|Hasib Mir Hussain|
|Born||September 16, 1986|
Beeston, Leeds, U.K.
Tavistock Square, London, U.K.
Hasib Mir Hussain (September 16, 1986 - July 7, 2005) was one of four terrorists who detonated bombs on three trains on the London Underground and one bus in central London during the 7 July 2005 London bombings.
Hussain was the terrorist who detonated a bomb on the No. 30 bus that exploded in Tavistock Square, killing 13 of the 52 people killed in the suicide bombings, and himself. Investigators found his remains and personal effects on the bus. Aged 18, he was the youngest of the group of four. The other men were Shehzad Tanweer, Germaine Lindsay, and Mohammad Sidique Khan.
Hussain was born in Leeds General Infirmary and raised in Holbeck, West Yorkshire, Leeds, England the youngest of four children. His father, Mahmood, worked in a factory, while his mother, Maniza, was an interpreter for South Asian families at Leeds General Infirmary. Alia Kaur (formerly Alia Hussain), one of Hussain's sisters, left Islam and converted to Sikhism in the late 1990s. The Hussain family disowned her upon discovering of her conversion.  At the time of the bombing, Hussain was living with his brother Imran and sister-in-law Shazia, in 7 Colenso Mount, Holbeck, Leeds.
Hussain received his primary education at Ingram Road Primary School, Holbeck. In September 1998, he began his secondary education at South Leeds High School — formerly the Matthew Murray High School. Despite a good attendance record he was withdrawn from all his GCSE exams before leaving school on 20 July 2003. He held a GNVQ in business studies. He was a member of the Holbeck Hornets football team and the local cricket team. When he left Matthew Murray High School, teachers who knew him described him as "a slow gentle giant" who "did not spread leaflets of hate-mail".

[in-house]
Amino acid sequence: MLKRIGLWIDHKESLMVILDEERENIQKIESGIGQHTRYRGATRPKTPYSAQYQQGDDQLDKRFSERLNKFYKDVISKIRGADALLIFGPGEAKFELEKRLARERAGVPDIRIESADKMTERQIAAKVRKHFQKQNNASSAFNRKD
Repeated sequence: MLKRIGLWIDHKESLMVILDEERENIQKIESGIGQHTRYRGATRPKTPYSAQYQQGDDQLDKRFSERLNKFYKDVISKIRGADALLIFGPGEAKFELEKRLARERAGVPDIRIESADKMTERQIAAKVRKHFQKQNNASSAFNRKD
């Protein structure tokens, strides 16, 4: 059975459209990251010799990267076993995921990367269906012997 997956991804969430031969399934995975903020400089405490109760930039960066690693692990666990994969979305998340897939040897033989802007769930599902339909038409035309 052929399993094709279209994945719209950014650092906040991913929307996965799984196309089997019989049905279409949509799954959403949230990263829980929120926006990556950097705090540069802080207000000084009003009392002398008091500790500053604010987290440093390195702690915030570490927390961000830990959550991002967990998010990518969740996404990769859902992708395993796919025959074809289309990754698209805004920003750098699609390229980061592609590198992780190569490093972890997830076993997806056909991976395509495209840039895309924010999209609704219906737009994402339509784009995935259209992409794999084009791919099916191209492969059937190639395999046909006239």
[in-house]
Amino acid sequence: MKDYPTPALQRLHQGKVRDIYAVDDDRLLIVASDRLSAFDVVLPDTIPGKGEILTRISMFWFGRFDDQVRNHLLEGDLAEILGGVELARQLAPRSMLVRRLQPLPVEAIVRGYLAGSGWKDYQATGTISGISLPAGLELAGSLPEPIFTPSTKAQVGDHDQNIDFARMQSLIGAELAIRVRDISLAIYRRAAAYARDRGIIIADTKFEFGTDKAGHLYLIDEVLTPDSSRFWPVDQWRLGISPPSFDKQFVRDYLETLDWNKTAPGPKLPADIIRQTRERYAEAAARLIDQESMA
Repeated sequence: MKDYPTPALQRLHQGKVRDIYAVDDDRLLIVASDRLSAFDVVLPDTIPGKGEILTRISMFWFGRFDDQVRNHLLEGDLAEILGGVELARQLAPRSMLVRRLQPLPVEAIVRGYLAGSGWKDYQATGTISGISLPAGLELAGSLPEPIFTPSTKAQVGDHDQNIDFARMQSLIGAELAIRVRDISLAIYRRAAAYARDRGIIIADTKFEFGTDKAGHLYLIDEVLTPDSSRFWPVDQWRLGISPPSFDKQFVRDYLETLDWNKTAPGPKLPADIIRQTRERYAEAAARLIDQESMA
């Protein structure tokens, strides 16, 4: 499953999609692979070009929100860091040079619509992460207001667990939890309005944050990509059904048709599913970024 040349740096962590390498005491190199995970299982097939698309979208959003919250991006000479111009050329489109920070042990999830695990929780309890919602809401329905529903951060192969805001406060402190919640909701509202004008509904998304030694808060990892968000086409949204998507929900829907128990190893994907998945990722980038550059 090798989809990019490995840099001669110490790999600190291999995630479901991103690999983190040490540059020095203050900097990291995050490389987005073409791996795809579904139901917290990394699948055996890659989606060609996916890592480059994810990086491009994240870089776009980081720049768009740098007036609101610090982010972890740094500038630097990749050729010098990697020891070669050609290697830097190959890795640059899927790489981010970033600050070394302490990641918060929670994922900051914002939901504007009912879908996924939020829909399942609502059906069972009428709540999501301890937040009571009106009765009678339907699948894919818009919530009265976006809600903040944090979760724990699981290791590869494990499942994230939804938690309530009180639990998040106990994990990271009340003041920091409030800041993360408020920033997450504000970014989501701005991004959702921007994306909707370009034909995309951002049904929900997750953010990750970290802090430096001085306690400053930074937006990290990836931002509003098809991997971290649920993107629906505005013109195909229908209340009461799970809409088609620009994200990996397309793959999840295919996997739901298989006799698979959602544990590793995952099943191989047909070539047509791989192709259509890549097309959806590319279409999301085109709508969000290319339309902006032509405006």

Hussain became more religious in the later half of 2003, after visiting Pakistan; he started wearing traditional Muslim dress, grew a beard, and made the pilgrimage to Mecca, the hajj. He met Mohammed Sidique Khan and Shehzad Tanweer around the same time. The three frequented the Stratford Street mosque in Beeston, and were also intimately associated with the Hamara Youth Access Point, a drop-in centre for teens. Hussain was cautioned by police for shoplifting in 2004.
In mid-June 2005, Magdi Asdi el-Nashar, an Egyptian lecturer at the University of Leeds, rented a flat from Dr. Adnan Shukir. Hussain played the role of el-Nashar's purportedly foreign friend. Sources differ, but either Hussain's brother or the police examined Hussain's mobile phone, which had Dr. Shukir's number in its memory. Police raided the flat, finding kilos of explosives and other evidence of a bomb-making operation.
Before Hussain went to London with Khan and Tanweer, all three men travelled to 18 Alexandra Grove, Hyde Park, Leeds where the homemade explosive devices were assembled. The bombs were placed into a refrigerated box to maintain stability overnight. In the morning they travelled south towards Luton train station, where they met up with Germaine Lindsay, the fourth bomber, at around 7:20AM. They then made the trip towards King's Cross station.
On the day of the attacks, Hussain is believed to have intended to take the Northern Line Train. However, it was temporarily suspended on July 7 and so Hussain left the London Underground system. He was captured on CCTV in a Boots store on the concourse of King's Cross after the other bombs had gone off. Mobile phone records indicate that he had tried to telephone the other bombers. About 50 minutes after the other bombs had detonated, Hussain appears to have boarded the number 30 bus, his bomb exploding shortly thereafter: the remnants of his skull, driving licence and credit cards were found in the wreckage of the bus in Tavistock Square.
Hussain's parents contacted the Scotland Yard emergency helpline at about 10:20pm on 7 July to report that their son had been travelling to London with three friends and had not been heard from since.